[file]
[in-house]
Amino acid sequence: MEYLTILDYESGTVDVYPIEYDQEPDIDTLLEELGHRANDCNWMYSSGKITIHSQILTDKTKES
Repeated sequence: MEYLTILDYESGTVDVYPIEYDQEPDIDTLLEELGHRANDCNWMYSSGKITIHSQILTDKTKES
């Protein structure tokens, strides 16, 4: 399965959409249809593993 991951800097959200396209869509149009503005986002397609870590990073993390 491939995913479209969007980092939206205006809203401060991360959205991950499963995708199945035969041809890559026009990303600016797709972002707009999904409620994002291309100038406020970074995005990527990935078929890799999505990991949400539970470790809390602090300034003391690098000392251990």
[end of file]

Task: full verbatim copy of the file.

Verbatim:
[in-house]
Amino acid sequence: MEYLTILDYESGTVDVYPIEYDQEPDIDTLLEELGHRANDCNWMYSSGKITIHSQILTDKTKES
Repeated sequence: MEYLTILDYESGTVDVYPIEYDQEPDIDTLLEELGHRANDCNWMYSSGKITIHSQILTDKTKES
């Protein structure tokens, strides 16, 4: 399965959409249809593993 991951800097959200396209869509149009503005986002397609870590990073993390 491939995913479209969007980092939206205006809203401060991360959205991950499963995708199945035969041809890559026009990303600016797709972002707009999904409620994002291309100038406020970074995005990527990935078929890799999505990991949400539970470790809390602090300034003391690098000392251990």